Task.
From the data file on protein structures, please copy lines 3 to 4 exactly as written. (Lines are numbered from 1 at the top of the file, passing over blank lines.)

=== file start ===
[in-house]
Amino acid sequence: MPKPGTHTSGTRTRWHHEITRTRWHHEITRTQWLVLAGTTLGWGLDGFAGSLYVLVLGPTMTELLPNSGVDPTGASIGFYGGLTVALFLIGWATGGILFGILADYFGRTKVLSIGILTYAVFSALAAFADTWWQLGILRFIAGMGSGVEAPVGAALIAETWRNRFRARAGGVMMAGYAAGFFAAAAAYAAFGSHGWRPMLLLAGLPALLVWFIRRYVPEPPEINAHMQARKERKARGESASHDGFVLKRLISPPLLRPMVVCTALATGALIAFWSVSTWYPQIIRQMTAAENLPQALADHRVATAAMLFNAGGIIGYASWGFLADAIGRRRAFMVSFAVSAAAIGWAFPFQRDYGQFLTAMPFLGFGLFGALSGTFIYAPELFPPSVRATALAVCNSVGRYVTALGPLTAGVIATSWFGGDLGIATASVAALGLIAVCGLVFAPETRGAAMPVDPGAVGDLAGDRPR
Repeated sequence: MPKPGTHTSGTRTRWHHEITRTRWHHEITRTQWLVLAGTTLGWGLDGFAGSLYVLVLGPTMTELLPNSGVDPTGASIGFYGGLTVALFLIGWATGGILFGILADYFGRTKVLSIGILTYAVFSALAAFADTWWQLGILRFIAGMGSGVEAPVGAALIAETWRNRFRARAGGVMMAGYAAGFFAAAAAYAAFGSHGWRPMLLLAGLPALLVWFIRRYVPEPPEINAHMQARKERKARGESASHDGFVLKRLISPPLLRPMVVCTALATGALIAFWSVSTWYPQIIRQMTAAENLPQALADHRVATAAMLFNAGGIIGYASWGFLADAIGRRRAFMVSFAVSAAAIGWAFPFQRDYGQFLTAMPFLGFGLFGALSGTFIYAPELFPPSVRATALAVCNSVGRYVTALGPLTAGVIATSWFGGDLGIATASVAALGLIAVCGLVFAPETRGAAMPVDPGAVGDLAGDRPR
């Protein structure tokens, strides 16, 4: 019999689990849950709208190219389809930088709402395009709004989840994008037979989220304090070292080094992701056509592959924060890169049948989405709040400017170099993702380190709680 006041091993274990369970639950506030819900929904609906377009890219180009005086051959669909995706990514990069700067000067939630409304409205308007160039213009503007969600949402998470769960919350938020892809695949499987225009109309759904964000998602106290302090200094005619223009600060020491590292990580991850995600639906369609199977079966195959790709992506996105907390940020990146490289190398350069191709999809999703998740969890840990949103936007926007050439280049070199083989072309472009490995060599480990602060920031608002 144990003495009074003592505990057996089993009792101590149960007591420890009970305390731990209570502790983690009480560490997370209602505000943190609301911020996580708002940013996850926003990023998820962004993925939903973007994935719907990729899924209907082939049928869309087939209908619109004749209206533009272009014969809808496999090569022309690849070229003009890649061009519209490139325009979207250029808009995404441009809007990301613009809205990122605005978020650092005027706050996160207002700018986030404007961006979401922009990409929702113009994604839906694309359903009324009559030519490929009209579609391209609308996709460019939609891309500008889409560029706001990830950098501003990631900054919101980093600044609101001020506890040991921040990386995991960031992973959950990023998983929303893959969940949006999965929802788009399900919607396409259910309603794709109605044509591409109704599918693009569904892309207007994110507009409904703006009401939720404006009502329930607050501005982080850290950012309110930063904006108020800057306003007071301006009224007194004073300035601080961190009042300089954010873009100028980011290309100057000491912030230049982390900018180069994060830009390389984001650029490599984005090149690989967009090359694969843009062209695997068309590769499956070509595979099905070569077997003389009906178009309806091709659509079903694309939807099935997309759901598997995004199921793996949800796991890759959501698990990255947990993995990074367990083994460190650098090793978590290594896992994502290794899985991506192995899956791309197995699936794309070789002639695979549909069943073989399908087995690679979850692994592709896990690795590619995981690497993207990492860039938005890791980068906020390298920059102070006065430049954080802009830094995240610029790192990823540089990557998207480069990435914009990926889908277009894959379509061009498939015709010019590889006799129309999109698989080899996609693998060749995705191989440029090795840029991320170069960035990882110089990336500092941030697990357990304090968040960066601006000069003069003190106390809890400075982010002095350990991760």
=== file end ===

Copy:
Repeated sequence: MPKPGTHTSGTRTRWHHEITRTRWHHEITRTQWLVLAGTTLGWGLDGFAGSLYVLVLGPTMTELLPNSGVDPTGASIGFYGGLTVALFLIGWATGGILFGILADYFGRTKVLSIGILTYAVFSALAAFADTWWQLGILRFIAGMGSGVEAPVGAALIAETWRNRFRARAGGVMMAGYAAGFFAAAAAYAAFGSHGWRPMLLLAGLPALLVWFIRRYVPEPPEINAHMQARKERKARGESASHDGFVLKRLISPPLLRPMVVCTALATGALIAFWSVSTWYPQIIRQMTAAENLPQALADHRVATAAMLFNAGGIIGYASWGFLADAIGRRRAFMVSFAVSAAAIGWAFPFQRDYGQFLTAMPFLGFGLFGALSGTFIYAPELFPPSVRATALAVCNSVGRYVTALGPLTAGVIATSWFGGDLGIATASVAALGLIAVCGLVFAPETRGAAMPVDPGAVGDLAGDRPR
């Protein structure tokens, strides 16, 4: 019999689990849950709208190219389809930088709402395009709004989840994008037979989220304090070292080094992701056509592959924060890169049948989405709040400017170099993702380190709680 006041091993274990369970639950506030819900929904609906377009890219180009005086051959669909995706990514990069700067000067939630409304409205308007160039213009503007969600949402998470769960919350938020892809695949499987225009109309759904964000998602106290302090200094005619223009600060020491590292990580991850995600639906369609199977079966195959790709992506996105907390940020990146490289190398350069191709999809999703998740969890840990949103936007926007050439280049070199083989072309472009490995060599480990602060920031608002 144990003495009074003592505990057996089993009792101590149960007591420890009970305390731990209570502790983690009480560490997370209602505000943190609301911020996580708002940013996850926003990023998820962004993925939903973007994935719907990729899924209907082939049928869309087939209908619109004749209206533009272009014969809808496999090569022309690849070229003009890649061009519209490139325009979207250029808009995404441009809007990301613009809205990122605005978020650092005027706050996160207002700018986030404007961006979401922009990409929702113009994604839906694309359903009324009559030519490929009209579609391209609308996709460019939609891309500008889409560029706001990830950098501003990631900054919101980093600044609101001020506890040991921040990386995991960031992973959950990023998983929303893959969940949006999965929802788009399900919607396409259910309603794709109605044509591409109704599918693009569904892309207007994110507009409904703006009401939720404006009502329930607050501005982080850290950012309110930063904006108020800057306003007071301006009224007194004073300035601080961190009042300089954010873009100028980011290309100057000491912030230049982390900018180069994060830009390389984001650029490599984005090149690989967009090359694969843009062209695997068309590769499956070509595979099905070569077997003389009906178009309806091709659509079903694309939807099935997309759901598997995004199921793996949800796991890759959501698990990255947990993995990074367990083994460190650098090793978590290594896992994502290794899985991506192995899956791309197995699936794309070789002639695979549909069943073989399908087995690679979850692994592709896990690795590619995981690497993207990492860039938005890791980068906020390298920059102070006065430049954080802009830094995240610029790192990823540089990557998207480069990435914009990926889908277009894959379509061009498939015709010019590889006799129309999109698989080899996609693998060749995705191989440029090795840029991320170069960035990882110089990336500092941030697990357990304090968040960066601006000069003069003190106390809890400075982010002095350990991760």